CRANFORD, NJ — Just in time for Halloween, a local author has released her first book, ready to give teens and tweens a little scare.
The hair-raising story is called “Ghost Room” and Cranford author Janelle Schiecke says it’s about friendships and things that are spooky, but it all got its start from a scary dream.
“I had that dream about the room and I wanted a spooky story and I wanted friends to come together and discover this mystery,” said Schiecke in an interview with LocalSource on Friday, Oct. 25. “I’ve always loved ghost stories and reaching beyond the realm, so to speak.”
Schiecke hasn’t always lived in Cranford, although she has called it home for 17 years. Born and raised in Ohio, it was there that she first got the horror bug.
“I read ‘Misery’ when I was 11 or 12,” said Schiecke, speaking of Stephen King’s frightening novel and Academy Award-winning movie. “I had to use a dictionary to know most of the words. But after I read it, I had never gotten so scared. I’ve loved words and language ever since.”
Graduating from John Carroll University in University Heights, Ohio, where she majored in English, Schiecke said she knew she wanted to be an editor. Two years later, she was one. Unfortunately, she was later laid off, and she and her husband moved to Brooklyn. After seven years in the Big Apple, they moved to Cranford to start a family.
“I love Cranford so much,” she said. “It’s such a great family town.”
It was about this time she had that scary dream.
“I had this dream,” she said. “And I had it for so many nights. My husband said I should just start writing and it started evolving and I was too scared to do anything with it. My parents both passed away the first year of COVID and, after they passed away, I was spurred to finish it.”
Of course, there are far too many writers to count who create that great masterpiece, yet never get it published. For Schiecke, however, she had a leg up over a lot of wannabe authors.
“I’m a freelance editor myself. I am at this company, Urban Writers, where I edit books for people who self-publish,” she said. “I self-published. It wasn’t that hard. I had to create my own logo. Emerald Link Press. I found a platform.
“I found a company called Reedsy that helps you self-publish. I hired an editor there. I hired a book designer there. You can just kind of add your book there and export into your pdf and your Kindle and then just upload it onto Amazon and then you can order it and get a paperback. There was a lot to do, but I really wanted to get it out there.”
Without giving away too much, “Ghost Room” is a story about a group of friends who find something a bit unusual, even scary, about the new house one of them has just moved into with her family. As to why the story is set in the ’90s, Schiecke says that’s easy to explain.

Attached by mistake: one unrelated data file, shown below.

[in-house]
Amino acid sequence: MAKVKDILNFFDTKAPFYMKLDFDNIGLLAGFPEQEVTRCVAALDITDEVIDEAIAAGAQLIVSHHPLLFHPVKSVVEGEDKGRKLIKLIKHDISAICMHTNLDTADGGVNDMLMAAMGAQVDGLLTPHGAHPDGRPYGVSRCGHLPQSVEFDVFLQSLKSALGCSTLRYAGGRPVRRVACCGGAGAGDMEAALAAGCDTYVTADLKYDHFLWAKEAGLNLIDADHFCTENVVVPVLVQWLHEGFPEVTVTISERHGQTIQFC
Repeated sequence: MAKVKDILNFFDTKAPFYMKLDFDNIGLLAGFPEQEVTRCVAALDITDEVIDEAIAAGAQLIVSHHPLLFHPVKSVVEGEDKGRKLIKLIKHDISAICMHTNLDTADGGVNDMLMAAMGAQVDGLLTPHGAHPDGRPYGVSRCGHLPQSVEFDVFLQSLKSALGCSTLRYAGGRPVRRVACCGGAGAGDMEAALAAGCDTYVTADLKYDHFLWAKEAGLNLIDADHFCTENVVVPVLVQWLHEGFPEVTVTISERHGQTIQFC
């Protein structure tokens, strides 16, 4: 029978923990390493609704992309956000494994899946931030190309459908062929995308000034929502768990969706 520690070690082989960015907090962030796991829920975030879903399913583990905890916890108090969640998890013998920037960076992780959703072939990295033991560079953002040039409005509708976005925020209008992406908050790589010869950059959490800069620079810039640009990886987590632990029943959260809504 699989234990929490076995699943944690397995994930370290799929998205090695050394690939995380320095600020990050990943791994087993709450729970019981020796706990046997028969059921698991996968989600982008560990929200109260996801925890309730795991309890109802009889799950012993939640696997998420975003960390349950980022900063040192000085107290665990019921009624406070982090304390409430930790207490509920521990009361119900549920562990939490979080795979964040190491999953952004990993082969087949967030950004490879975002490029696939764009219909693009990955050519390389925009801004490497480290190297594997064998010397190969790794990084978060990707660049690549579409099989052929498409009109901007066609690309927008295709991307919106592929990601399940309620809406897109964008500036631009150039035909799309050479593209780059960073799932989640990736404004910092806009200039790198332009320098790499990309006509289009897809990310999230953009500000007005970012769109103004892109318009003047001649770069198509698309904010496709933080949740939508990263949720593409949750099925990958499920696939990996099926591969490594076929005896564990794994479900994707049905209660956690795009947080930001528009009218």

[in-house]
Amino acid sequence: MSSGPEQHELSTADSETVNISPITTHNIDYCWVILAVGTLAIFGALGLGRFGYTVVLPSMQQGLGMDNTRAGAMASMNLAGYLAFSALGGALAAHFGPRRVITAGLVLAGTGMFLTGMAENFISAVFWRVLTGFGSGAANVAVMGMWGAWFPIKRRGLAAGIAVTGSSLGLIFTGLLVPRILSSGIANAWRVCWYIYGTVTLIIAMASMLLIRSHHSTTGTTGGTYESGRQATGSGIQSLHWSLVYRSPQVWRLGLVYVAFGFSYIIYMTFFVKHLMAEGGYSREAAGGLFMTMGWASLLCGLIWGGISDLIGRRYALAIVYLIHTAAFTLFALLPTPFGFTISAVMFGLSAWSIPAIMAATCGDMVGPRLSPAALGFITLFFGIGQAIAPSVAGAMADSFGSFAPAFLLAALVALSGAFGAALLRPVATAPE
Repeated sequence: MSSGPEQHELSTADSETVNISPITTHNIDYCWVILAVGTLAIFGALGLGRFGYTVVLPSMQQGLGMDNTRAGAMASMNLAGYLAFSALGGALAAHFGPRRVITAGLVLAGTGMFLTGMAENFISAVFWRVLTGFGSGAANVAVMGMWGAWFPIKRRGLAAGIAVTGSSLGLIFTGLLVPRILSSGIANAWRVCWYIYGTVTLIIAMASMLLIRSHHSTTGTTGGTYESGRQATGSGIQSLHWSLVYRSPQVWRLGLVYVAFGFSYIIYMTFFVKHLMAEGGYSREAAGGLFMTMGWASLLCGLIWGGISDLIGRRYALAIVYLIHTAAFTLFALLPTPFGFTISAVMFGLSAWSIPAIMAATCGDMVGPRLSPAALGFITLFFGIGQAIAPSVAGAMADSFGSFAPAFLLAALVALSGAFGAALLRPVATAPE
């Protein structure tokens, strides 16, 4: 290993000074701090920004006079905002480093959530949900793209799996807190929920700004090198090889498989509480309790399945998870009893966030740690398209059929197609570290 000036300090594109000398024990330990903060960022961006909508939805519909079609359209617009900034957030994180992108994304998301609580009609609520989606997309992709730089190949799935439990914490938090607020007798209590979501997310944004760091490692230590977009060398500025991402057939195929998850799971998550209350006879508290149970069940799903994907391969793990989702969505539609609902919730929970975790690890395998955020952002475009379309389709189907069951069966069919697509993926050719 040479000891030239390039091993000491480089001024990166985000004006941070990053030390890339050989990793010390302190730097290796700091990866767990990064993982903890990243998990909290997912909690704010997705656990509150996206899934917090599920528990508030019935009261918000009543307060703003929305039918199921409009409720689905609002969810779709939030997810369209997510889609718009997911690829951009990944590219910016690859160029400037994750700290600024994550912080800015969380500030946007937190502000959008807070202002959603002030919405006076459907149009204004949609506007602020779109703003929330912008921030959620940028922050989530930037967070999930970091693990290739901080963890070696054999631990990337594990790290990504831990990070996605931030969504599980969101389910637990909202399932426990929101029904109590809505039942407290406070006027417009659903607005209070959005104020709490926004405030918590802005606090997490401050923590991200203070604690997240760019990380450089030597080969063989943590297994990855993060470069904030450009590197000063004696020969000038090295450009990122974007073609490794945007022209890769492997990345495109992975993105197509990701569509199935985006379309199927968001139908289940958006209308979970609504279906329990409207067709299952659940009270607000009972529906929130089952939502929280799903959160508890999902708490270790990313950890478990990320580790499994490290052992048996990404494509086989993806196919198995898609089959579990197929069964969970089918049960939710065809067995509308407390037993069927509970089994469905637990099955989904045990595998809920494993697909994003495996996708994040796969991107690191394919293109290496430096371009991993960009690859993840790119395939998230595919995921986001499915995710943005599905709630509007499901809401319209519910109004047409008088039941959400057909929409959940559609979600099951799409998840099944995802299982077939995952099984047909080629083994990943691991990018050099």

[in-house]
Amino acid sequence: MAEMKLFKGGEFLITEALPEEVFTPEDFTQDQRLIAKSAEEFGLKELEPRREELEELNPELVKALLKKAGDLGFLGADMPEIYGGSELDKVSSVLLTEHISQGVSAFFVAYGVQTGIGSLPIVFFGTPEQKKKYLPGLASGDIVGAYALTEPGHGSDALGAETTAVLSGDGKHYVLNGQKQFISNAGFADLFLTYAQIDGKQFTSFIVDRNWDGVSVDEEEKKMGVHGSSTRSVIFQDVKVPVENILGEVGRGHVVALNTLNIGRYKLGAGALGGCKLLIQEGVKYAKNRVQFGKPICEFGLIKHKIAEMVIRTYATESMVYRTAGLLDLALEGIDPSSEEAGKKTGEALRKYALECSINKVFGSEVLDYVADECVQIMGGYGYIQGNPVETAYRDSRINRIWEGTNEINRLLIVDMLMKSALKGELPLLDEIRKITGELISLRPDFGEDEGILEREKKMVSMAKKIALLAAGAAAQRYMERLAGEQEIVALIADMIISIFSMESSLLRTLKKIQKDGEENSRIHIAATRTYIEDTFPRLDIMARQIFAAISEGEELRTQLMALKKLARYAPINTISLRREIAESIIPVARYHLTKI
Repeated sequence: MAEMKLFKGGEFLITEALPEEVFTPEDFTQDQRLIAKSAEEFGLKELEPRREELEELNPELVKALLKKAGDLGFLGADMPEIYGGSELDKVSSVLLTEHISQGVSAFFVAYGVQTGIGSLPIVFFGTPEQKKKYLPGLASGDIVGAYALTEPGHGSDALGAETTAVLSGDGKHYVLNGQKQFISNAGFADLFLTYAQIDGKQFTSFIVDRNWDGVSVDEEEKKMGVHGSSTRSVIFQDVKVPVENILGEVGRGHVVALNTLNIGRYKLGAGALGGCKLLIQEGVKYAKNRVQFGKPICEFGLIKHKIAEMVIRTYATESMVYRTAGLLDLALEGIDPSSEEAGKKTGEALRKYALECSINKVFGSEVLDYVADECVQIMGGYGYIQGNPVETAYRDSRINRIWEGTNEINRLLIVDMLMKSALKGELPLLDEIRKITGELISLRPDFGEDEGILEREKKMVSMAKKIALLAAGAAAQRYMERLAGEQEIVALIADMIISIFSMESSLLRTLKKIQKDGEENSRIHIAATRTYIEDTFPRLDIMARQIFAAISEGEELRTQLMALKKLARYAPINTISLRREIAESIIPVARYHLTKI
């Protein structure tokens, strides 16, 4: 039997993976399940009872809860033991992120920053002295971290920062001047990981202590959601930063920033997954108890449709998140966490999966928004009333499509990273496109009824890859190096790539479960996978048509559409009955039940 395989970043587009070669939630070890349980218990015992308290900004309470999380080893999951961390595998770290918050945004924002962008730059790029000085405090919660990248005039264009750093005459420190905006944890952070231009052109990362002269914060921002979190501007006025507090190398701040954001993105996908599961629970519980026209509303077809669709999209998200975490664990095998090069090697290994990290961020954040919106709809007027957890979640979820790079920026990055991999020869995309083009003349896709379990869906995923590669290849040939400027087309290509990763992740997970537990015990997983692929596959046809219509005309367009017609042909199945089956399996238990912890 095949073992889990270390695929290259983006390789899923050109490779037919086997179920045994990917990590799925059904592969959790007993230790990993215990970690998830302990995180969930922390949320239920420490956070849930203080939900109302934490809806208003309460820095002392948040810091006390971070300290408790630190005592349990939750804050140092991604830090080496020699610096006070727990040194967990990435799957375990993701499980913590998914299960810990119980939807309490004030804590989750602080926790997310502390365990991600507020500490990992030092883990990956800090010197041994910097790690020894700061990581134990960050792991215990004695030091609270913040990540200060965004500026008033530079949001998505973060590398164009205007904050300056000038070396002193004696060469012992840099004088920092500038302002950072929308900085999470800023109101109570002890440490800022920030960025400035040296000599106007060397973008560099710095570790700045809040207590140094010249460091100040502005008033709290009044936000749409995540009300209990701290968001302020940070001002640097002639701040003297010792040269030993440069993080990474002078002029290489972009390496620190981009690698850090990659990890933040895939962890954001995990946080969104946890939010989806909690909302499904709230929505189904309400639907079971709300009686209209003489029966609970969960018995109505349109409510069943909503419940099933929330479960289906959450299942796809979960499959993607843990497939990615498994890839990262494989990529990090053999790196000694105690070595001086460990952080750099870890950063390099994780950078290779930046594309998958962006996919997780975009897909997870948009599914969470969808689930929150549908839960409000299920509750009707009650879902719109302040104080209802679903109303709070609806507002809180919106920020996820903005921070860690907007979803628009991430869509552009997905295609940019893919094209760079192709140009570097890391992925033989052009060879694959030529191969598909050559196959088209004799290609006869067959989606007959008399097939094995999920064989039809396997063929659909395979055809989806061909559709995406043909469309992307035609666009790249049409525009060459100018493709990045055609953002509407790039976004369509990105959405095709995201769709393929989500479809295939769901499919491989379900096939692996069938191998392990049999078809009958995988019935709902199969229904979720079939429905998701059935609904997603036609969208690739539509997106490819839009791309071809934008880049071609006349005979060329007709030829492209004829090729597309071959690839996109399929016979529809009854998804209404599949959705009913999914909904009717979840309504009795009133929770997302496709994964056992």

“I don’t like all this technology,” she said. “I wanted to build suspense and I think that’s more doable when there’s no technology. I grew up on an acre of land in Ohio. Where she (the main character) moves is basically based on where I grew up. I love Tim Burton. I liked how he connected with outsiders. Tim Burton tapped into that.”
The ’90s references were also a pleasure for her.
For young kids, I want them to feel the vibe of the ’90s,” Schiecke said. “It’s a different decade that I think would spur kids to maybe find out who Pearl Jam is. I loved Pearl Jam and I loved Unsolved Mysteries, so it’s fun to put in these little Easter eggs. It was a fun escape for me to go back to the ’90s. Max and Amy are based on my childhood friends. I feel we would have been awesome ghost hunters.”
Schiecke said she got ideas from other people as well, which she incorporated into her novel.
“The prologue was my son’s idea. He had this vision of this bookcase and this witch. I was like, how am I going to tie this into the story?”
But tie it in she did. Even the villain can be traced to her youth.
“When I was in high school, there were always these jocks who got all the attention and I wanted him to be the bad guy.”
If you read this book — and you should — the ending is sure to leave you wanting more, even a part two. Schiecke says this was done intentionally.
“I’m a big fan of open endings. I love when a book ends and you have to figure out what happens next. I wanted the story to go on. I didn’t want it to end.”
“Right now, what I’m writing is something different, but I do think of going back to it.
“I do want to either finish it or do a Goosebumps series of stories. I do like writing books for teens. It’s fun to write. You have to put your mind into the mind of a teenager. I wouldn’t want to put my mind into the mind of teenagers in the time we live in, because I don’t feel you get enough suspense.”
In the meantime, Schiecke is hard at work on her next novel, something a bit off the beaten path.
“My next one is about murder in a midwestern town.”
“Ghost Story” can be purchased online at Amazon in Kindle or paperback at http://www.amazon.com.